Let’s Talk About … Gay Parents

Good Afternoon Munchkins!

After really enjoying writing the last two ‘Let’s Talk About…’ blog posts over the past few weeks, I thought I would add another one to the little series we’ve created here. Today I will be writing about a topic very close to my heart: having a gay parent. This is an issue that seems to become more common the more I hear about it and the more I research it, whereas in the beginning I really did feel like the only one going through it. I will be speaking about the issues I’ve faced, my acceptance of it and other people’s reactions (which is probably the worst, so I’ll go into most detail about that).

So my history of this has a massive backstory (as per usual!). My Mum was with my Dad for nearly 15 years before meeting a woman and coming out as a lesbian with this women, who she had an affair with. My main issue with my Mum coming out was it was really informal and the fact my Mum was having an affair – I think a lot of people think I had an issue with her being gay when it was, in fact, the way she did it. How you come out has a massive impact on how people react, by the way. She then had that girlfriend and is now onto another one who has recently moved in with us, because she’s a good egg. I found it difficult to accept it in the beginning, but I think it was because I had to cope with my Dad leaving and this new ‘step-mum’, as she made me call her. The first 18 months of her being out was definitely the hardest, but now we’re absolutely fine around it. I was never homophobic and I would hate to think I could have the capability to be just that, but it was very difficult to see my Mum (who I had know pretty well for 14 years!) go from men to women, literally overnight. But I have friends who are gay so the idea itself wasn’t too difficult for me to comprehend.

I’ve found telling people that my Mum’s gay actually a really awkward experience. As I’m planning to start part-time work soon and college come September, I’m going to be meeting loads of new people who I will have to tell, should we form that close a relationship. I’m really worried about what people might ask me, but I have the answers and I’m not one to quieten down if I have an opinion! I’ve had people ask if it’s a midlife crisis, if I was a test-tube baby, whether I had an inkling to the fact she might be gay when I was younger, and I know to expect more as I go through life. I really don’t mind answering these sorts of questions (depending on how people word them, of course) because I know if it was the reverse, I would have a massive list of questions for them myself. What would grind my gears is if people ask really explicit, unnecessary questions because there is this whole stigma around lesbians and they’re used in the porn industry etc., but I can assure you that my 44-year-old mother will not be featured on Porn Hub, thank you very much!

Homophobes have also become apparent since Mum coming out, especially in the family. One of her uncles has been quite blatantly against her sexuality, including not speaking to us at his own daughter’s wedding. I’ve kind of got to that point where I don’t have time for homophobes and, as much as they anger me, I would literally rather hold the door open for them to walk out of my life, because I really don’t need them here. I think it does upset and anger me more than it does my Mum, but that is because I am so passionate with my beliefs! I’m a massive supporter of the LGBTQ+ community, as I’m sure you know by now, so I’m not going to even associate myself with people like that.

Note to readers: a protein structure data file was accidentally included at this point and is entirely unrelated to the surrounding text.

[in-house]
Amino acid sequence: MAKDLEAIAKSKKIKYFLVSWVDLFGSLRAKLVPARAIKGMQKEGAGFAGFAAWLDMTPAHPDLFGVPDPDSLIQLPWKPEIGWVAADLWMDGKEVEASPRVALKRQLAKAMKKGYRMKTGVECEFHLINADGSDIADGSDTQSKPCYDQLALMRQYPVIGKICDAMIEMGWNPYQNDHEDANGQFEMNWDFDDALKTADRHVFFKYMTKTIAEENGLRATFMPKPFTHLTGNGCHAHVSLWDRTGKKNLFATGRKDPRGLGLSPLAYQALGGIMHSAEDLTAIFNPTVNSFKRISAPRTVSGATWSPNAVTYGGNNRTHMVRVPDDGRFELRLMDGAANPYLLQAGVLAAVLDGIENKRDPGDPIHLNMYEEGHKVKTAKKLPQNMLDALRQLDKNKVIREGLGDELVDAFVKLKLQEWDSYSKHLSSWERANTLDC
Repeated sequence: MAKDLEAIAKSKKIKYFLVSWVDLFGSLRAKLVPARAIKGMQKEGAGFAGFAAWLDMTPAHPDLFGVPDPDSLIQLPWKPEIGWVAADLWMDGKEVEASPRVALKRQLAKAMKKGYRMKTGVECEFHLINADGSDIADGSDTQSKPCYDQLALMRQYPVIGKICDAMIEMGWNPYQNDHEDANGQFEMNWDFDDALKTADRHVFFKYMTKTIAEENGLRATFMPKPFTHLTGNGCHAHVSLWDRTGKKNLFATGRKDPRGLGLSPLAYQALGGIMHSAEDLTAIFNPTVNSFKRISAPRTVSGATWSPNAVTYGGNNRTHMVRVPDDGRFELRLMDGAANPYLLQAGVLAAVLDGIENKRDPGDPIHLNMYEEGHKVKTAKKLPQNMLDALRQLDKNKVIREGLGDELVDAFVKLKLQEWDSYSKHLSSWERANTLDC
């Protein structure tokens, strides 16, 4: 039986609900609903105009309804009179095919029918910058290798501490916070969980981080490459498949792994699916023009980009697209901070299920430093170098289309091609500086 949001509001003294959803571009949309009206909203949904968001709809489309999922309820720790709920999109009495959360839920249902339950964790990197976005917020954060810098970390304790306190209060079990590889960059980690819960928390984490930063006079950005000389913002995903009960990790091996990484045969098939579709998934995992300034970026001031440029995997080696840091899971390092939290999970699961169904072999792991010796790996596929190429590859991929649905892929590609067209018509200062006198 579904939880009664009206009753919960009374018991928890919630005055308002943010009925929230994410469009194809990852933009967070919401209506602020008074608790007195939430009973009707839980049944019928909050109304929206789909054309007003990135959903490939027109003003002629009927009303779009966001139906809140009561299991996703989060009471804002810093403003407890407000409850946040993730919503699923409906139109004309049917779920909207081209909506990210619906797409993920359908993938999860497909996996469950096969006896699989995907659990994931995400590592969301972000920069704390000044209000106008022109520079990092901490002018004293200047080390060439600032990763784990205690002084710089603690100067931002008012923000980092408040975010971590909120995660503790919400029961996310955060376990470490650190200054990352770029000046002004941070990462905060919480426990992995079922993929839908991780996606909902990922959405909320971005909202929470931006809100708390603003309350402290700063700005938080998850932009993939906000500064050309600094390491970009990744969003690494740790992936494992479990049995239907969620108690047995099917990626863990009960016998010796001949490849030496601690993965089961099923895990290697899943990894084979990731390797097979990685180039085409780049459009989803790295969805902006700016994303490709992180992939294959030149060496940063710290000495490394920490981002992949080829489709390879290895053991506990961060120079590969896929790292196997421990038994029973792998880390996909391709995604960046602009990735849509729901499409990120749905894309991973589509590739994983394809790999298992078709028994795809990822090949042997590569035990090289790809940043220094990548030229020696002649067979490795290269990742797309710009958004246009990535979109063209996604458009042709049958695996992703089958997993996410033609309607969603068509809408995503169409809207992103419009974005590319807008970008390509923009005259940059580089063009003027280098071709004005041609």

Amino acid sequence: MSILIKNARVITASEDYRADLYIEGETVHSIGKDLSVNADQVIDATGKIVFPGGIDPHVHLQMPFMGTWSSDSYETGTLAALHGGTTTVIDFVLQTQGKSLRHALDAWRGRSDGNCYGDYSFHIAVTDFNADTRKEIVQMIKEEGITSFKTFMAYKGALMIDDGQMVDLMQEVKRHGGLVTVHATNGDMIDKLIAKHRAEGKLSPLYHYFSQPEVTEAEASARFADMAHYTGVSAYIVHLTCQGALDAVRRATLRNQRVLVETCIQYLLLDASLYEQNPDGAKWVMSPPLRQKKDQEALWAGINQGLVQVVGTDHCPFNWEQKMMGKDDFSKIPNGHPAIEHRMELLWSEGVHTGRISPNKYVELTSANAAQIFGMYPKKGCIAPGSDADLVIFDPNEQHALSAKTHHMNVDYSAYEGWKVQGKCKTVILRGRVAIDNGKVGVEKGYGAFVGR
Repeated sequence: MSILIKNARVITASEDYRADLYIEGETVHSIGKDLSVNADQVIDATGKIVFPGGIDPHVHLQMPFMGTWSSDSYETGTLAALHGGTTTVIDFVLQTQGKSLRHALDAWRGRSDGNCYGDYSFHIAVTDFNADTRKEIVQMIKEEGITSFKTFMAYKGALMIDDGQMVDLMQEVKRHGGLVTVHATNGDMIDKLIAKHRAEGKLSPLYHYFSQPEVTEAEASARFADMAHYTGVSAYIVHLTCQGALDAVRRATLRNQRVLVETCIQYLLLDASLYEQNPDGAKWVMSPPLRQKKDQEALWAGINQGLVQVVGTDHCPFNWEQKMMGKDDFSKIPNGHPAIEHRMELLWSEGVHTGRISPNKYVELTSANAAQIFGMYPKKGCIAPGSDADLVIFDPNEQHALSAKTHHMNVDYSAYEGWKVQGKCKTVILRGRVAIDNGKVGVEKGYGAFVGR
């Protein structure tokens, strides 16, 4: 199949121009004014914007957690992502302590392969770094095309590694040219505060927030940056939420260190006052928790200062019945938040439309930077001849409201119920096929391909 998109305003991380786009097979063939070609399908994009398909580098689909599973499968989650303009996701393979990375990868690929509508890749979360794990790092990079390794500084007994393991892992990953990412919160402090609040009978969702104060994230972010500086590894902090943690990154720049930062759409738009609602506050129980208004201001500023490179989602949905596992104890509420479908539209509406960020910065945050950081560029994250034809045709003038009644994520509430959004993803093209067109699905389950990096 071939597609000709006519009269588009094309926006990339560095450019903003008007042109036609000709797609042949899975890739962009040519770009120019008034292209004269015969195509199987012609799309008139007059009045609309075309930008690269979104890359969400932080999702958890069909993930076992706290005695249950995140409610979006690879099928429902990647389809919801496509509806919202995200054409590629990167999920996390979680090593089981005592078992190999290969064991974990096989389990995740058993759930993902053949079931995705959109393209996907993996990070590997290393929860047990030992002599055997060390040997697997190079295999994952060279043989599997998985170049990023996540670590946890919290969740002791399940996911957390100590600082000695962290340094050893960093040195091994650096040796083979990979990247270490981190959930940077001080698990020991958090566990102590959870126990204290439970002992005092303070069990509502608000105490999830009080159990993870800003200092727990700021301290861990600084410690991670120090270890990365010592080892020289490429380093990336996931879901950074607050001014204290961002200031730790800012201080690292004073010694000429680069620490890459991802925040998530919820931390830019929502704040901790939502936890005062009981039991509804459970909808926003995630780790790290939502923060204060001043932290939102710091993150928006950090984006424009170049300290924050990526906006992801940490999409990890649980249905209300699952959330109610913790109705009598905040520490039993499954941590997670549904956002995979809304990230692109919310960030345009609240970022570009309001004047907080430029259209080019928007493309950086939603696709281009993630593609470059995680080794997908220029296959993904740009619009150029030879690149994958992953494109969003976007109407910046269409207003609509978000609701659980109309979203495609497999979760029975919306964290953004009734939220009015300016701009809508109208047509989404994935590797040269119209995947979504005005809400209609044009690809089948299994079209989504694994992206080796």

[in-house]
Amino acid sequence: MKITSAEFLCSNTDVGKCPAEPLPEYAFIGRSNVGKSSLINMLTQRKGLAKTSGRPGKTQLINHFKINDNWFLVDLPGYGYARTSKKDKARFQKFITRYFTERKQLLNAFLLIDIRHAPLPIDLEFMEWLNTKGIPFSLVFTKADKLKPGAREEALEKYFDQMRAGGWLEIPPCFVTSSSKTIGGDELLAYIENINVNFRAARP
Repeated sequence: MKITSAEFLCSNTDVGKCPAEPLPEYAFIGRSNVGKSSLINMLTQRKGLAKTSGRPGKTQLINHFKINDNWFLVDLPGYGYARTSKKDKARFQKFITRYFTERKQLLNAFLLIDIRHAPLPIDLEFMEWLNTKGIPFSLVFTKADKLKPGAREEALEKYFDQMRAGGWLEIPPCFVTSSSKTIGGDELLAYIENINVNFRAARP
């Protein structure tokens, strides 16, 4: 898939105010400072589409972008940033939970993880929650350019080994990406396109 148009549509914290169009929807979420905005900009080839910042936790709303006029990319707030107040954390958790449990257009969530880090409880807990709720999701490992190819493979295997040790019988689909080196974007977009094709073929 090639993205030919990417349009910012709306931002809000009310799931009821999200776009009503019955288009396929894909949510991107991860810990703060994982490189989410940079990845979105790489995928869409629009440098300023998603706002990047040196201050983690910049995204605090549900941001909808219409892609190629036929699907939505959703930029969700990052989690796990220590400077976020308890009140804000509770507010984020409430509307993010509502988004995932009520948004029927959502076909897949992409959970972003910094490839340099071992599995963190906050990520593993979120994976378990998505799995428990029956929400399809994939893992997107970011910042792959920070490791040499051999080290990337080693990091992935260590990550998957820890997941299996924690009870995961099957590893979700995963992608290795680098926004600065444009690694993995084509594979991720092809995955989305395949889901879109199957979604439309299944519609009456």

So I’m just going to give some pointers or advice to those who may have just learnt that their parent is gay because it’s as much of a difficult time for you as it is for them:

  • Just be calm. They’re still the same person they were as they raised you (no matter how old you are) and, as far as I’ve noticed, doesn’t mean they change personality-wise at all. They’re still your parent.
  • Support them. They are your family and nothing will change that, so it’s better to support them even if you are struggling because it will be beneficial to all of you in the long run. I’ve also found it could bring you closer, as well.
  • Treat them as you’ve always treated them. This kind of follows from the first point but there is no point in changing your way around them (i.e. treading on eggshells) because they will sense your awkwardness and then they will feel awkward themselves.

And there we have it (I think!)! I hope you have been able to take something from this blog post – I feel like I haven’t covered everything, so please don’t hesitate to ask me for any more advice I may have missed out on! If you’re going through this or have gone through this, please comment down below with your story because I would love to find someone to talk to about this properly, instead of just in a little blog post!

Thank you so much for reading and I’ll see Tuesday,

Rachel xx

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